The International Organizations and their Official Languages. Do we need to add more?
April 17, 2012 § 7 Comments
We all know that there are many international organizations that deal with just about anything we can think of; some of them are regional and some are global. These are the official languages for some of the most influential and widespread international organizations:
Languages of the United Nations (UN)
The original official languages of the UN were English, Chinese, French, and Russian, the languages of the permanent members of the Security Council. The choice was largely political.
- English was widely used as an international language, as it was the dominant language of the United States, a superpower.
- Chinese was the language of a major power as well as the language with the greatest number of speakers.
- Russian was the language of one of the major powers even though it was not particularly widely spoken outside of the Soviet Union and Eastern Europe.
- French was chosen because it was still widely considered the international language of diplomacy.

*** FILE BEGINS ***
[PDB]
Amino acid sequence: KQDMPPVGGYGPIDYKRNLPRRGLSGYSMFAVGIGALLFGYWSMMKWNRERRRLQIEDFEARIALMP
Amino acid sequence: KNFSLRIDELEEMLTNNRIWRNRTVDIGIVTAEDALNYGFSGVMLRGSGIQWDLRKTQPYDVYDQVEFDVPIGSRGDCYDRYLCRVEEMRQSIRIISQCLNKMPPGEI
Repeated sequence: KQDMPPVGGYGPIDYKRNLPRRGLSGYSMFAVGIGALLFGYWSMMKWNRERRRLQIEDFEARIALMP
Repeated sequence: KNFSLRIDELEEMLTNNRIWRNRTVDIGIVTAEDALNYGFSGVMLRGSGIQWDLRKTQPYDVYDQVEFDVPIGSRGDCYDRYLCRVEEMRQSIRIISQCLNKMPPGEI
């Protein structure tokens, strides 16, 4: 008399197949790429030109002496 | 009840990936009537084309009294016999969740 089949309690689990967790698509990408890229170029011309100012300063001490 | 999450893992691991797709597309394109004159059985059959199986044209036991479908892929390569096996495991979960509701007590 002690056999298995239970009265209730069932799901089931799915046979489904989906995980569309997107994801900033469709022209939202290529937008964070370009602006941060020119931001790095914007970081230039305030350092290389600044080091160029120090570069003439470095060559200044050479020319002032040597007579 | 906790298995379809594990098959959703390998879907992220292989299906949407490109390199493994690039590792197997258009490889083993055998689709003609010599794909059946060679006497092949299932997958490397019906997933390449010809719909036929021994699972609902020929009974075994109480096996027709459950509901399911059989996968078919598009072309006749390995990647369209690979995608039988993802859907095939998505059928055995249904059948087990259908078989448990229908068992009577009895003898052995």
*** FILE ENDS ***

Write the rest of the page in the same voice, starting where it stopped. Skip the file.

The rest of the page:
- Spanish and Arabic were added in 1973, because they were the official languages of many nations.
- English, French and Spanish are the working languages of the UN General Assembly.
- English and French are the working languages of the UN Security Council.
Some think that the UN spends too much money and effort on translation and interpretation and that it should adopt one official language. Others think that there should be more official languages. For instance, there is pressure to add Hindi.
Languages of the European Union (EU)
The EU has 23 official languages and three official alphabets (Latin, Greek and Cyrillic) for its 27 member states. There are three working languages in the European Commission: English, French and German. The 23 languages create 253 potential two-language combinations. As a result, the European Parliament employs over 4,000 translators and interpreters.
Bulgarian, Czech, Danish, Dutch, English, Estonian, Finnish, French, German, Greek, Hungarian, Irish,
Italian, Latvian, Lithuanian, Maltese, Polish, Portuguese, Romanian, Slovak, Slovenian, Spanish, and Swedish.
Do you think it necessary to have as many languages as the EU, or should international organizations go the UN way and have a few official languages. I would like to hear your opinion as interpreters and translators.